Bowl with stylized lizard motif - 931.11.21_1


Bowl with stylized lizard motif

Maker: Nasca culture
Geography: South Coast , Peru
Date: 200-700 AD
Period: Early Intermediate period
11 h × 12 dia cm
Object number: 931.11.21
On view
Gallery Location:Shreyas and Mina Ajmera Gallery of Africa, the Americas and Asia-Pacific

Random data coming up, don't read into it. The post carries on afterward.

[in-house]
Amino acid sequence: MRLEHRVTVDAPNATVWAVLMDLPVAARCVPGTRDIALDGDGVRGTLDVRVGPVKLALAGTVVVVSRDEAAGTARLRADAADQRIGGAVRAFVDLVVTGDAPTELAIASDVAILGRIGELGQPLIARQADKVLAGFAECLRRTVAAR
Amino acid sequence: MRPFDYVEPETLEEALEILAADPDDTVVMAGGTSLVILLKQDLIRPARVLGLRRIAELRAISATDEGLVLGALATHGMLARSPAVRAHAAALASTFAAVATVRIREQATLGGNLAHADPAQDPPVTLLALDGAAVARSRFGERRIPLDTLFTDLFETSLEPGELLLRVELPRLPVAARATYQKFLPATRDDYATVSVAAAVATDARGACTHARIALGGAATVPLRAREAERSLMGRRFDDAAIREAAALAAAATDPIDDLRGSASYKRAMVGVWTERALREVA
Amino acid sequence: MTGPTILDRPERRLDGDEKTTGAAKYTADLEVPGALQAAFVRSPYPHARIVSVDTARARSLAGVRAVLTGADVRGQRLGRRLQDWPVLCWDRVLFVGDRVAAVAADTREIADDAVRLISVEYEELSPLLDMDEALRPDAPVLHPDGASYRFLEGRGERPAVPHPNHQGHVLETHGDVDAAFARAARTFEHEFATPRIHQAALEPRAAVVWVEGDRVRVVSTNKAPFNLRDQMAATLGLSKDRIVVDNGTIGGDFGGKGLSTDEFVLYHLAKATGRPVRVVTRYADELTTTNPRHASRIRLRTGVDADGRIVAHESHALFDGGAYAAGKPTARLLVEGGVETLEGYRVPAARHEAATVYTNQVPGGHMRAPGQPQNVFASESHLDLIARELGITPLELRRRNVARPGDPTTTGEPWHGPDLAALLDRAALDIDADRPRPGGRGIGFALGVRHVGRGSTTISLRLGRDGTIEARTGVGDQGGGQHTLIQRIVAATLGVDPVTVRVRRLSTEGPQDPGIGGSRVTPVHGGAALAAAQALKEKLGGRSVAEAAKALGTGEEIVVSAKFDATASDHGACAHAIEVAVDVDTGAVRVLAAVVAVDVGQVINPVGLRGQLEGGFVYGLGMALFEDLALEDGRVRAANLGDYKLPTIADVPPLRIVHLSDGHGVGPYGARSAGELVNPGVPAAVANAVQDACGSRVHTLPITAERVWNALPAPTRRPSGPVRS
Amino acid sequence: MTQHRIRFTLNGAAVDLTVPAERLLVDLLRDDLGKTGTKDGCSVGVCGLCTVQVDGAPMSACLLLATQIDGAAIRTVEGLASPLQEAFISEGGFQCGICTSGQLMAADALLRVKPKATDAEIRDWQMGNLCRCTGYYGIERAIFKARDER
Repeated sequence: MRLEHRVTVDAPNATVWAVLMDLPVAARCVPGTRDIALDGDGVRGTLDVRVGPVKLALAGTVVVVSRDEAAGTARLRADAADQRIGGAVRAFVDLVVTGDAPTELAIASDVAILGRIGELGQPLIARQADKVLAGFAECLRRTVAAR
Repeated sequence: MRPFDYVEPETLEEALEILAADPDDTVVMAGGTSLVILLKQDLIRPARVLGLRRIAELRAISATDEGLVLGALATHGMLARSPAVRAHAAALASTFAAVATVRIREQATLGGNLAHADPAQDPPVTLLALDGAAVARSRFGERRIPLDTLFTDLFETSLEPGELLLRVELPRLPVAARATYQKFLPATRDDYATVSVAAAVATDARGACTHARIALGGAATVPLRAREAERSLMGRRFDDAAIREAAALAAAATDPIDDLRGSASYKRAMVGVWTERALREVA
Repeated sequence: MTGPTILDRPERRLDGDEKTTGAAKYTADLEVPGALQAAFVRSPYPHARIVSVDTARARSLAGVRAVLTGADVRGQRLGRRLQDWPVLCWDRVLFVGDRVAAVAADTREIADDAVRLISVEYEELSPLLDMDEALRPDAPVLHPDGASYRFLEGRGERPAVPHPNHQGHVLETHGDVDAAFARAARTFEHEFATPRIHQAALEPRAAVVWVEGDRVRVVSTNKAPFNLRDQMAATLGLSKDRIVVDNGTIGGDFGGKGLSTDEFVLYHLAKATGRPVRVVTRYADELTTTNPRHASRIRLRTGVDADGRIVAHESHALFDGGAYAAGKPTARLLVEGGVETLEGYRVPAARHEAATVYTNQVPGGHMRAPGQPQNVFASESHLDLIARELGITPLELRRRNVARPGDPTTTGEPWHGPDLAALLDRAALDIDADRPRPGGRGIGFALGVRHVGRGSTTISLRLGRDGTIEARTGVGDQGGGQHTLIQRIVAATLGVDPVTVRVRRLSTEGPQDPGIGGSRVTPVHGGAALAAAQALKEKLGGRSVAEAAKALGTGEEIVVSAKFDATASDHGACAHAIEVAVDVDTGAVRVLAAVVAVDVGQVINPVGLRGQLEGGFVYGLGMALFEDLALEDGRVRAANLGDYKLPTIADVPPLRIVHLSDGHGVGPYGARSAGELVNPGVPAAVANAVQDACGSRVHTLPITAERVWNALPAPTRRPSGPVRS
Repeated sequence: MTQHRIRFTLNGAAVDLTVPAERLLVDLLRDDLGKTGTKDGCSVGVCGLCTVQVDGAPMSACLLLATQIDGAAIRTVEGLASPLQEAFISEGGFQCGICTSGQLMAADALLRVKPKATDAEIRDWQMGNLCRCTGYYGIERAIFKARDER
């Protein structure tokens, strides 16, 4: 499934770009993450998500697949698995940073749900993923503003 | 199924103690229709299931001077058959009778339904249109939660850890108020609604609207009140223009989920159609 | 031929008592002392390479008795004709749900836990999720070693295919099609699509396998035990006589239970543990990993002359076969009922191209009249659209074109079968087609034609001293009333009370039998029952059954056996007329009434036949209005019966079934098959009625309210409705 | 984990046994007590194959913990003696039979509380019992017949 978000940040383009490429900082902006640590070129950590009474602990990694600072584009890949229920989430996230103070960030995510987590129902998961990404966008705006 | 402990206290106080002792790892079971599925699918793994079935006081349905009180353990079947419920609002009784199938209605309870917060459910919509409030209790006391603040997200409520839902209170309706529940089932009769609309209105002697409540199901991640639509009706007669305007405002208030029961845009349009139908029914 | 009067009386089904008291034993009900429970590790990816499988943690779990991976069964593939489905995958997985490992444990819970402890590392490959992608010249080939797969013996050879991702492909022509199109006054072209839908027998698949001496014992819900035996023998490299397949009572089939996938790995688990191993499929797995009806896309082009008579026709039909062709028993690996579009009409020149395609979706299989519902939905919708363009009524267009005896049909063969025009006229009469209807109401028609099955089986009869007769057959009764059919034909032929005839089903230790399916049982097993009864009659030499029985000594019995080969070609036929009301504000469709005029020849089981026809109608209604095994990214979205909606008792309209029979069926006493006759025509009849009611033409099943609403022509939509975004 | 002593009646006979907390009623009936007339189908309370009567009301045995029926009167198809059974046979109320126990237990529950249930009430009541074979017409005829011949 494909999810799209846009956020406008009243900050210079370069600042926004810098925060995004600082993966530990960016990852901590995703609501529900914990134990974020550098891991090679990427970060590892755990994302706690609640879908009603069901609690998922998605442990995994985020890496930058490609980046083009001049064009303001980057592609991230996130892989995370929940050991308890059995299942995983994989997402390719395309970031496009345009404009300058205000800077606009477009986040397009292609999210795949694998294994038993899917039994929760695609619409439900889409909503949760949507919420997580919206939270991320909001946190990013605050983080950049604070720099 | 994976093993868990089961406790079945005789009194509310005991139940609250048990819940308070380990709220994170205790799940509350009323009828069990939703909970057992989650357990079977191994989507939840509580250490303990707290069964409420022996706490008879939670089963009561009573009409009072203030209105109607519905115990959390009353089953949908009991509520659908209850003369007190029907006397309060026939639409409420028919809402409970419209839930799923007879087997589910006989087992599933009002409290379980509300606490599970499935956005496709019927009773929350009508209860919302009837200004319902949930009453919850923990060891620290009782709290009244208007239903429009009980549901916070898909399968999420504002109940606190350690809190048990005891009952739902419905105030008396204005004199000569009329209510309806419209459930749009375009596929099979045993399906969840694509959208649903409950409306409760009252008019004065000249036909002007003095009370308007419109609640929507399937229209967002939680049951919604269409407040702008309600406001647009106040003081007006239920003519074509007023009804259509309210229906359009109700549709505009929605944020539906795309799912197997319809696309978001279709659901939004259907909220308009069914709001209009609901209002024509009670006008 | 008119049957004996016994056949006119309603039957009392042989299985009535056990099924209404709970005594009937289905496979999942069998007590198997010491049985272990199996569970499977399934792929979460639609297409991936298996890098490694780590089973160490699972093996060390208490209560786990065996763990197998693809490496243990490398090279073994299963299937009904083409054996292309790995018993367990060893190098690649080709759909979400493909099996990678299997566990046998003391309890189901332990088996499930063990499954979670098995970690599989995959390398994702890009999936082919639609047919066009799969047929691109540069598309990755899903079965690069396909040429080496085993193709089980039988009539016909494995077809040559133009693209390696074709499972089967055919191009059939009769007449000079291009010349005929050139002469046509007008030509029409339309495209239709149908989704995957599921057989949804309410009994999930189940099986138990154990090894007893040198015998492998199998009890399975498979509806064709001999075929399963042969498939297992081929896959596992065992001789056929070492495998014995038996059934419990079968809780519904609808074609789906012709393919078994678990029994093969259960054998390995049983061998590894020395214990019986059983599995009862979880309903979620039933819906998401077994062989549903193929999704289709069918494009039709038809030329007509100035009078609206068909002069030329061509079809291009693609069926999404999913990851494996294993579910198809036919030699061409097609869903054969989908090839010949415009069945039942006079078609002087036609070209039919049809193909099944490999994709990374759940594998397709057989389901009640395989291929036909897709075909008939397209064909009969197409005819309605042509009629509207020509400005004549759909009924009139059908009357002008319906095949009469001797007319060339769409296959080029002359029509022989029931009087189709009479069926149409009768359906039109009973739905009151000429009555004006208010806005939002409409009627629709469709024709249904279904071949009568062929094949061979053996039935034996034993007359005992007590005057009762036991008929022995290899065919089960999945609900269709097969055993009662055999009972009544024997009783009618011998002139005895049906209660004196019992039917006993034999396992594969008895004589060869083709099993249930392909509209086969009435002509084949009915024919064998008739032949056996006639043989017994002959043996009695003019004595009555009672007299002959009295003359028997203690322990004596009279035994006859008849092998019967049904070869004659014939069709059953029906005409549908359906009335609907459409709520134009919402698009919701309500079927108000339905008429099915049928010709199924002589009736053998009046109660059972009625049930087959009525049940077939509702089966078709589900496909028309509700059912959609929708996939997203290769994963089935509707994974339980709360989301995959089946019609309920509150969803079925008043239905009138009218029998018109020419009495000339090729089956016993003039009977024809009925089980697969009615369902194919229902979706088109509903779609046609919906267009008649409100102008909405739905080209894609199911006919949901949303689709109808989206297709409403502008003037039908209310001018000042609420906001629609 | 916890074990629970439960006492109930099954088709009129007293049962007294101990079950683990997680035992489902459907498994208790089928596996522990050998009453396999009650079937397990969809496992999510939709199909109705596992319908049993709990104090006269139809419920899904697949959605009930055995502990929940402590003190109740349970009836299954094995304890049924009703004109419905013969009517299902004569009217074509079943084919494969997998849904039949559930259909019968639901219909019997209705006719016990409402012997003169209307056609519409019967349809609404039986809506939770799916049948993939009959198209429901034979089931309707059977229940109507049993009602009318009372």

Agricultural fertility was perhaps one of the main driving forces of Nasca culture, probably due to the arid conditions of the environment. Most elements depicted on their pottery were animals, anthropomorphic figures, plants, or trophy heads, all of which were intimately associated with agriculture, the life-giving power of water, growth and productivity. Often animals were seen as guardian or beneficent spirits of agricultural fields, as some ate pests or helped inadvertently manage crops. Others, such as the salamanders / lizards depicted on this vessel, are symbols themselves of water, and thus fertility. Both creatures congregate in places where water is or will be available, and so the presence of many of them was taken as a sign of rain. Carmichael argues that all representations of these creatures were sacred symbols due to this close association.

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